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**From:**Trina Blum

Hi

Can anyone tell me if there is a formula I can use to work out whether a property is negatively geared or positively geared?

Regards

Trina

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W

Hi

Can anyone tell me if there is a formula I can use to work out whether a property is negatively geared or positively geared?

Regards

Trina

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Try this:

Borrowing costs = purchase price * borrowing costs factor

Deposit = purchase price * deposit ratio

Loan amount = purchase price + borrowing costs - deposit

Interest bill = loan amount * interest rate

Rental income = property value * rental yield

Expenses = Rental income * expense ratio

Net income = Rental income - expenses

Property is +ve geared if net income is greater than interest bill

Eg.

* Assumptions *

Purchase price = $100000

Borrowing costs factor = 5% (of purchase price)

Deposit ratio = 20% (of purchase price)

Interest rate = 6.5%

Property value = $100000 (same as purchase price)

Rental yield = 7%

Expense ratio = 30% (including repairs, maintenance, management fees etc)

So sums would be:

Borrowing costs = $100000 * 0.05 = $5000

Deposit = $100000 * 0.2 = $20000

Loan amount = $100000 + $5000 - $20000 = $85000

Interest bill = $85000 * 0.065 = $5525pa

Rental income = $100000 * 0.07 = $7000pa (= $135 pw)

Expenses = $7000 * 0.3 = $2100pa

Net income = $7000 - $2100 = $4900pa

Net income is LESS than interest bill, so property is -vely geared.

Of course, some of my assumptions are fairly harsh, and I'm looking at Interest Only not P&I. If you were to buy below value but charge rent based on full value that would help immensely, plus if you were to find that your expense ratio was less than 30% (ie. newer property and/or you manage it yourself) then that can also help.

The rental yield is very location/price dependant, so that would also need to be adjusted to your area.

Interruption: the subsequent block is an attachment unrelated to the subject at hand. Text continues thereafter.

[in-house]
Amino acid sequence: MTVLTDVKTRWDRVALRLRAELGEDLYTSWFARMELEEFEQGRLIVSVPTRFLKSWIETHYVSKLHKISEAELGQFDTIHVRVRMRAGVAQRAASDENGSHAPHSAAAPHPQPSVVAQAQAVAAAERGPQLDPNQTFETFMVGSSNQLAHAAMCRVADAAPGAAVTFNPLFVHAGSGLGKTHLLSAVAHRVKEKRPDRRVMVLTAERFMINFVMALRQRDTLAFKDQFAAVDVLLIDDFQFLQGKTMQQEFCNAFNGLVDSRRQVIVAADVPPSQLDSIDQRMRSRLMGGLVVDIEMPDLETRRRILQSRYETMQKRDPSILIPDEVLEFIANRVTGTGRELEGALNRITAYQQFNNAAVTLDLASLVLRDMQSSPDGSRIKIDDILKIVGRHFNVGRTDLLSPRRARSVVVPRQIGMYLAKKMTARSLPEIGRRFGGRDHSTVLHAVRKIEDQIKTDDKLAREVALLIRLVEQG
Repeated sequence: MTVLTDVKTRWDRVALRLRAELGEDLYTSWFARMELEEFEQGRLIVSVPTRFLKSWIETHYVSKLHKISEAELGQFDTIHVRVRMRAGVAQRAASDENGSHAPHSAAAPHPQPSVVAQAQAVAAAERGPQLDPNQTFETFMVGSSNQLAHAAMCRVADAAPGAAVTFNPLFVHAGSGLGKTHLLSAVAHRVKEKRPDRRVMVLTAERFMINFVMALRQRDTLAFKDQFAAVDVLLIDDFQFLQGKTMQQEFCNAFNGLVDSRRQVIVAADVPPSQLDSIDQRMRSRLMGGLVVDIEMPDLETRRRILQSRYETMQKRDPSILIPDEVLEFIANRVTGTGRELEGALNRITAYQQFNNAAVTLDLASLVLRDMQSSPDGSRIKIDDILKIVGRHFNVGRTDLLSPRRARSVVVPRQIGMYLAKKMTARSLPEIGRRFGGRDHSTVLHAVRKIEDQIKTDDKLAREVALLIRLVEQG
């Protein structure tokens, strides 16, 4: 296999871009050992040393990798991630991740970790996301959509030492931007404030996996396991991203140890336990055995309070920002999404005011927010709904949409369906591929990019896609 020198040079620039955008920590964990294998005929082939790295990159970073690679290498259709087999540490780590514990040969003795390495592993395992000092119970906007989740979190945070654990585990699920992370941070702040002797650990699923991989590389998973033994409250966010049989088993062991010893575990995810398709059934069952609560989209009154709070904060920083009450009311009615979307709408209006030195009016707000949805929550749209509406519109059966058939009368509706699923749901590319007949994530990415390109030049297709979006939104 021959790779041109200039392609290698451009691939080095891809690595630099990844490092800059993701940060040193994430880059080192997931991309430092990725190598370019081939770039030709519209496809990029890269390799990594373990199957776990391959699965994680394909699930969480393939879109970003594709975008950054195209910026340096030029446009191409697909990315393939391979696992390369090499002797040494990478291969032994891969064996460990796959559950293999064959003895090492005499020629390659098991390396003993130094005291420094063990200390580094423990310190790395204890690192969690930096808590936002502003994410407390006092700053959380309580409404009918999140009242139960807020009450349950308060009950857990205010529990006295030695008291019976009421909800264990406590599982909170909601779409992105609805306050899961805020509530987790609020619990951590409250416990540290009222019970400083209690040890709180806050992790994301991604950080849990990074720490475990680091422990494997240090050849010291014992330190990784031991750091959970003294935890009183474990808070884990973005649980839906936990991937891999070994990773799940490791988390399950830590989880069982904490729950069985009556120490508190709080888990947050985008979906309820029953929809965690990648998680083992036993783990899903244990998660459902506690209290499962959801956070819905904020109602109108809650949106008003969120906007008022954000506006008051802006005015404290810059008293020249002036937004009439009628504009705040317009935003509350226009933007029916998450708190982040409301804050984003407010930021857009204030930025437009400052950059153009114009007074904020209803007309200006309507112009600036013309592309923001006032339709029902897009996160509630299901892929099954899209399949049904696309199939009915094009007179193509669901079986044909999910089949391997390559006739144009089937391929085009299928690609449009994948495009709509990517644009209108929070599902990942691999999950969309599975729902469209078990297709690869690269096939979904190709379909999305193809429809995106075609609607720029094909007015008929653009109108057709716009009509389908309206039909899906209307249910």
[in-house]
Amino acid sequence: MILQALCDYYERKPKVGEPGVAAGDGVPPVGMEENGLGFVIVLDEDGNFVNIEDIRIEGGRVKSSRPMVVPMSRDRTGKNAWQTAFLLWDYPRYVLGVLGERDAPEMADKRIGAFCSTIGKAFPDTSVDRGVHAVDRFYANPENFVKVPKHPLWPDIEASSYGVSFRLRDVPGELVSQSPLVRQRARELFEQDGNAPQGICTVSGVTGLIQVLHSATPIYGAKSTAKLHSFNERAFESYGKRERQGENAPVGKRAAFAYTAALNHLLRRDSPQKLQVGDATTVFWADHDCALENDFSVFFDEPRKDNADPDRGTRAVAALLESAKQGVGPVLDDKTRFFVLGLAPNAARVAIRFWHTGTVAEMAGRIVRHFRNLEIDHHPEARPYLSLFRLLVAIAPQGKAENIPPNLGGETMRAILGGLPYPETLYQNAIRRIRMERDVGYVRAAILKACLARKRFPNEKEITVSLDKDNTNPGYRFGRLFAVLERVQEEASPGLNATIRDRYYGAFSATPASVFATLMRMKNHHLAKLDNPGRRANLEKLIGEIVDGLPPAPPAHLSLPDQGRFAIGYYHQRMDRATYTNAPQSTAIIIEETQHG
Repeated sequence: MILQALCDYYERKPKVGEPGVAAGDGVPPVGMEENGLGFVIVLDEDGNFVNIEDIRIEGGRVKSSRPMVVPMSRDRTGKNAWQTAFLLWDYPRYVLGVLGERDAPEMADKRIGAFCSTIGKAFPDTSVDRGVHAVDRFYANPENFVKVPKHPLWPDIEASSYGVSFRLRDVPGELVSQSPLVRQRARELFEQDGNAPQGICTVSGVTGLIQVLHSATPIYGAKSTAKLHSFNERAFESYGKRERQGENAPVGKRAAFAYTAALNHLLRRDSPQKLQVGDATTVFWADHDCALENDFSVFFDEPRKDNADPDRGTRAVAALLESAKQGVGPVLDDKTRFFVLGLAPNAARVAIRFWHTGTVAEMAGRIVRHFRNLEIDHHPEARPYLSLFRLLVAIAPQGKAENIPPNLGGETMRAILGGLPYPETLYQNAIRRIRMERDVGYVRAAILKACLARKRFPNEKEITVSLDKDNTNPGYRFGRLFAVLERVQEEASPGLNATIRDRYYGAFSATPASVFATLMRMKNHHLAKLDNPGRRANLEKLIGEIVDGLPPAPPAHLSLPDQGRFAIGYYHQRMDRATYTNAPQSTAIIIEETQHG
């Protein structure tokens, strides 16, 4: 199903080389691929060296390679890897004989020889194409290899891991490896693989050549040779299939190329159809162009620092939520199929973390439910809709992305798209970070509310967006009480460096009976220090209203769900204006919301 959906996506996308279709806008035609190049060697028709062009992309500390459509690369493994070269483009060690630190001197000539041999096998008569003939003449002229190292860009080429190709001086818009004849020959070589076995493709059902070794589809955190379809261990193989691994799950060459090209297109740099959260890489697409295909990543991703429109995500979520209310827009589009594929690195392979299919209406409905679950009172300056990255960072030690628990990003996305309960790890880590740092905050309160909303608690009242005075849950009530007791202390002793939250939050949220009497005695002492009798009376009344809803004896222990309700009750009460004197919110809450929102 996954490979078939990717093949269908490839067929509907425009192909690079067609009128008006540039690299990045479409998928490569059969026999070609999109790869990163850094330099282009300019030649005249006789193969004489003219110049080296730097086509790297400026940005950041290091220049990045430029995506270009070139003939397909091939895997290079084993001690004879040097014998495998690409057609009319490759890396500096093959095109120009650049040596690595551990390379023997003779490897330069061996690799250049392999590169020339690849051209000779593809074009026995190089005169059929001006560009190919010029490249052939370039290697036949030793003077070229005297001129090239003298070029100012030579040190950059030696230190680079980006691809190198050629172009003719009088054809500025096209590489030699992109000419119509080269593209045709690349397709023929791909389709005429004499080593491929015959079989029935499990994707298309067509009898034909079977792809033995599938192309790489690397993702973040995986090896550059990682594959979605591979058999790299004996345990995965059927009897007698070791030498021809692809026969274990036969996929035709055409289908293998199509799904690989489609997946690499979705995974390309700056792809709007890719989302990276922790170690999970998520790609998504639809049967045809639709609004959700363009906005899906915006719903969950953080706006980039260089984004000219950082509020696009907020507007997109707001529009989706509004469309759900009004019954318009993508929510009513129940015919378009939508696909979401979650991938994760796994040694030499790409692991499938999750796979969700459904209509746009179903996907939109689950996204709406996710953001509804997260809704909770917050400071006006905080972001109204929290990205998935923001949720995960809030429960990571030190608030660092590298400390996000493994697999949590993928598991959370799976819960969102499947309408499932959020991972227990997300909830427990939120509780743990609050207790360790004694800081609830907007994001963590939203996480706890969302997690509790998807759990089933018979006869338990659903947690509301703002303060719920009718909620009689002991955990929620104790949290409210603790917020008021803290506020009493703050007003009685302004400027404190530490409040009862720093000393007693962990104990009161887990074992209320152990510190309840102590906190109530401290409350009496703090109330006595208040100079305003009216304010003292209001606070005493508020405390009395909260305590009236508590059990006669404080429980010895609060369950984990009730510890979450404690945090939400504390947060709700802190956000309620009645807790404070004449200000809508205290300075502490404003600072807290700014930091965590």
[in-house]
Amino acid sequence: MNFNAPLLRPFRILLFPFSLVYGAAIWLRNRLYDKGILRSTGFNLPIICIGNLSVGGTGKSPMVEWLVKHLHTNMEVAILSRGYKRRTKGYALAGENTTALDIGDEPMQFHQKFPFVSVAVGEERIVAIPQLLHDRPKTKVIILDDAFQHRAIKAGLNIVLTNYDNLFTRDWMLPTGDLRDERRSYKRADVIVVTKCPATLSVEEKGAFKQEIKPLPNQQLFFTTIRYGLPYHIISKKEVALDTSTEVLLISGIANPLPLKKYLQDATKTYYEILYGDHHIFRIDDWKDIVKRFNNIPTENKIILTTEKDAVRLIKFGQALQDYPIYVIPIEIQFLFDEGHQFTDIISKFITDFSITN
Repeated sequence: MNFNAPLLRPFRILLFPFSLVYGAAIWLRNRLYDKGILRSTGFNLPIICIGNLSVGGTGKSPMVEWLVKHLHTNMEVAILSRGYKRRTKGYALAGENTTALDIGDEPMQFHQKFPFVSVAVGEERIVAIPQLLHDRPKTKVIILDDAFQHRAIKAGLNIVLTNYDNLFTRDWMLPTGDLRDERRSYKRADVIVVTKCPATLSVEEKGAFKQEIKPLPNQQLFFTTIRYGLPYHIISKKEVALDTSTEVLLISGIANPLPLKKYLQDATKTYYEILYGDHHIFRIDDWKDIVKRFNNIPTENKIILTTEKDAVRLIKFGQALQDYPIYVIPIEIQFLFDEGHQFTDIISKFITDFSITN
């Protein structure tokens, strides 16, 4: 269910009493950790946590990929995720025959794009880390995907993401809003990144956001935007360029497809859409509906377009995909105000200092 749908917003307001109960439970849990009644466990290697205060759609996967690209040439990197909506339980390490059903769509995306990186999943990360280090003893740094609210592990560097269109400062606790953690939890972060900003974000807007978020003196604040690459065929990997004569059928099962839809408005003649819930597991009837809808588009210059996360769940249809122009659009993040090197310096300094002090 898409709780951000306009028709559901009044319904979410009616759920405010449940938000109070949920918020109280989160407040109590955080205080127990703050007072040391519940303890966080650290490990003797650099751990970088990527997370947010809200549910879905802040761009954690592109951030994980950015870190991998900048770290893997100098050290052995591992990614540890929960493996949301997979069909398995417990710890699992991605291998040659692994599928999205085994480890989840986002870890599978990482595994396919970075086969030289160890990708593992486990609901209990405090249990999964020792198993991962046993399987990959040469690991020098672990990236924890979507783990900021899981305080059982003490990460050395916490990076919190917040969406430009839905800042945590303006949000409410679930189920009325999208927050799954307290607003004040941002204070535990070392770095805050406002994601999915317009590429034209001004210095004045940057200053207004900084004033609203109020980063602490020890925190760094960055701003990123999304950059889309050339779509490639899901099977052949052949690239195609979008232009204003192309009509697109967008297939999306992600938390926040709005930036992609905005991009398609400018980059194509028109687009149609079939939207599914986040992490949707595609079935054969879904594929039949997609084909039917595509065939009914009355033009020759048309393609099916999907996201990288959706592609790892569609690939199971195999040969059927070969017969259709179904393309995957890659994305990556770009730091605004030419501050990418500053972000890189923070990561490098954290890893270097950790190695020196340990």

If you put more money in for deposit, you can also make it +ve geared. Of course, the more of your own money you put in, the worse your returns will be (on a "Cash on Cash" basis).

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Use this as a quick guide to see if positive cashflow is possible.

Note, this is not an exact method, just a quick guide to see if the figures are "in the ballpark"..

If (Weekly rent /2) *1000 => Asking price

the property has +ve cashflow potential, and further sums should be run.

As an example,

Weekly rent of $120

Asking price $55,000

Calculation: 120/2= 60

60*1000= 60,000

Since 60,000 > 55,000, this property has potential, and warrants investigation.

If the asking price was $65k, then this method would rule it out.

This method is often called "The 11 Second Solution."

Cheers,

Frode

CashflowSydney

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An in the head method I use to work out approx % return on a property, is to take the cost (price + borrowing costs), take the 000 from the end of the amount (if $125,000 it becomes $125). If this is the rent then it is a 5% return. To go one step further, divide this by 5 to get 1% ($25)

So if you were going to buy a property, and it will cost you $150,000 and the rent being paid is $200 pw.

$150=5% + $30=1% + $20=.6% total= 6.6%

You need to know running costs (rates, insurance, maintenance, mgmtfees etc)turn this into a weekly figure and subtract this from the rent, you then do the calculation above, and if the % is larger than your loan interest % you have positive cashflow.

This takes no consideration for tax deductions, laws could change one day?? Also, how much is allowed for maintenance is dependant on the age and complexity of the property (some say 0 for new and up to 30% of rent for old).

Well, it seemed simple before I tried to write it down, but it works for me.

Ken

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At the risk of stating the obvious (and I often need it stated to me!) its in the differential between the gross rent per annum and the cost of your finance that you make your cashflow (provided you can keep expenses under control).

I.e. if the property is worth $300,000 and rents for $30K gross per annum then you've got say a 3-4% spread in which to make your money.

I tend to calculate as follows:

Weekly rent x 50 (allow some vacancy) = gross return

less Purchase price x interest rate = interest cost

less rounded up rates figure

less rounded up insurance figure

A practical example:

$400,000 for a block of 4 flats

Weekly rent 600 (ie 150 pw each)

Gross Return = $30,000

Interest cost = $400,000 x 6.5%

= $26,000

Rates = 5,300 (which I round to $6,000)

Insurance = $700 (which I round to $1,000)

Thus 30,000 - (26,000 + 6,000 + 1,000)

Means we are serious in the red to the tune of perhaps $4K per year not counting any maintenance costs...